much shorter than UV. They carry a lot of energy and EASILY ionize
atoms. They are also very penetrating; because they are just light, which
itself has no mass, they can easily penetrate through a lot of material.
Lead is required to stop them; your hand, or a sheet of paper, are easily
traversed by gamma rays. These, too, result from the decay
of unstable atomic nuclei.
How much is too much?
Ionizing radiation doses are measured in "Sieverts," denoted "Sv." A typical US citizen
is exposed to about 6.2 milli-Sieverts each year - half from natural
sources, and half from human sources (e.g. medical diagnostics,
like x-rays). In order to die from exposure to ionizing radiation,
a person must receive 1 Sv ALL AT ONCE - that is almost 200 times
more than a person receives normally in one year.
The following chart is used by the US Nuclear Regulatory Commission (NRC)
in their web page illustrating the typical ionizing radiation dose
in the US, per person, per year. The chart uses units of exposure
called "rems" - 100 milli-rem is equivalent to 1 milli-Sv, so
620 milli-rem is 6.2 milli-Sv.
SOURCE: "Fact sheet on Biological Effects of Radiation"
NCRP Report 160 (2009).
We see that radiation is all around us, and as such our bodies are use to
handling some typical amounts of ionizing radiation, even though
ionizing radiation can in principle be hazardous. This is because
biological systems on Earth evolved under conditions of constant
exposure to such radation - in fact, a biological consequence of
ionizing radiation, called "mutation," is a necessary component
in order to explain the diversity of life on Earth. So ionizing radiation
is, in part, responsible for the vast diversity of life on Earth.
A Demonstration of Ionizing and Non-ionizing Radiation
Atoms are "quantum systems" - that means that you can't just send in
any old electromagnetic wave of any energy and expect to remove
an electron (that is, "ionize" an atom). Atoms must receive a minimum
amount of energy before they will give up their electrons, even
the ones bound furthest from the nucleus. In biological systems,
you have to put in at least as much energy as the weakest chemical
bonds (Hydrogen bonds) in order to disrupt the chemical basis
of the system.
We demonstrate the quantum nature of atoms in class. Please see
this video below for the demonstration.
We learn some very valuable things from this:
- Mobile phone radiation is INCAPABLE of ionizing.
- Green or red laser light are INCAPABLE of ionizing.
- In fact, all the visible light and heat from a set of bright incandescent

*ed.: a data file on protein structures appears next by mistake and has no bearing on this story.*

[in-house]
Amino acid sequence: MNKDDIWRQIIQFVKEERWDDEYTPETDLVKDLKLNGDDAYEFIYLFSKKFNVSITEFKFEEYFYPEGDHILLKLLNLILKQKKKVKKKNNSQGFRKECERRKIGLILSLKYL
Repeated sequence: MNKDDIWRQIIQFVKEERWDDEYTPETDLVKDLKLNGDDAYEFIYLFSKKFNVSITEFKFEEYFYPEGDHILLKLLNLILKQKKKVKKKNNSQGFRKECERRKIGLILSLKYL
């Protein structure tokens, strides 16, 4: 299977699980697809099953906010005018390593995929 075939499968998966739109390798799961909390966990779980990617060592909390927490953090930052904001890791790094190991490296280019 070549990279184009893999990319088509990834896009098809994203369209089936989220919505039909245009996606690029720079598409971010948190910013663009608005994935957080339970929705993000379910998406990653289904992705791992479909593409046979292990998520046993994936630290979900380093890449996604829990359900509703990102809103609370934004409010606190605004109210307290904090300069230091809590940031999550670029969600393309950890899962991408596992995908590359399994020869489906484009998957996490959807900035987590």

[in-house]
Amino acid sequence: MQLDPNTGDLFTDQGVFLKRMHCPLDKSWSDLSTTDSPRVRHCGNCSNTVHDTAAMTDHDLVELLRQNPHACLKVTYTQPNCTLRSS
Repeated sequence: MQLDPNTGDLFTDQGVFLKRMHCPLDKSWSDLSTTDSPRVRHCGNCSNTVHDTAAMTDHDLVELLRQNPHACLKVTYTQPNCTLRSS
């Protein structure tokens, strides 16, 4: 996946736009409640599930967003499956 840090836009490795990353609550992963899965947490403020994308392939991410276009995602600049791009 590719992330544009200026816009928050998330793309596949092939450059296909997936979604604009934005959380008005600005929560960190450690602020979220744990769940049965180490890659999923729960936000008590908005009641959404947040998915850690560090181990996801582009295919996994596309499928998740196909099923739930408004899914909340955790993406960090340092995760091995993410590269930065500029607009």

bulbs (each about 60 Watts!) is INCAPABLE of ionizing.
- But, the UV-C light from the sanitizing wand,
with a wavelength of about 253 billionths of a meter (nanometers) and a bulb wattage of
just 6 Watts, is easily capable of removing the charge from the aluminum can (ionization!).
The Physics of EM Waves - Energy, Wavelength, and Frequency
Quantum physics, which has withstood repeated testing for about 100 years,
tells us how to relate energy and the properties of EM waves, such
as wavelength and frequency. These properties are illustrated below:
The wavelength and frequency of EM waves are related to
the speed of light, denoted c = 2.998 x 108 m/s:
c = λ * f
where λ is the wavelength (the distance between like parts of neighboring
waves) and f is the frequency of the wave (the number of times per second
that the same part of neighboring waves passes a common point in space). Wavelength
is measured in meters (m) and frequency in a unit called the "Hertz" (Hz) which is
just given by "per second" or 1/s.
Quantum physics also relates the ENERGY carried by the wave to its frequency:
E = h * f
where h is Planck's Constant, h = 4.136 x 10-15 eV*s. An "eV" is
an "electron-Volt," a convenient measure of energy on the scale of an atom.
1 eV is the energy gained by a single electron when it is accelerated
between the two terminals of a 1 Volt battery (for example).
Here is a table illustrating the energy carried by EM waves of different
wavelengths and frequencies:
Let's see if we can get Cas Milner's notes
Let's play word association: I say RADIATION, you say ...
alpha - Apollo mission Pu for thermal generator (movie?)
gamma, X-ray (chiropractors, mammograms, CT scans) lethal overdose in the news
Ionizing versus non-ionizing
Demonstration with Geiger-Mueller counter
absorption in materials
*YOU* radiate in the IR
Naturally occurring radiation
cosmic rays - demonstration, has anybody ever flown in a plane? evolution
bananas - B.E.D. salt substitute KCl
How to dispose of the waste
Yucca Mountain - 1 million years? C'mon!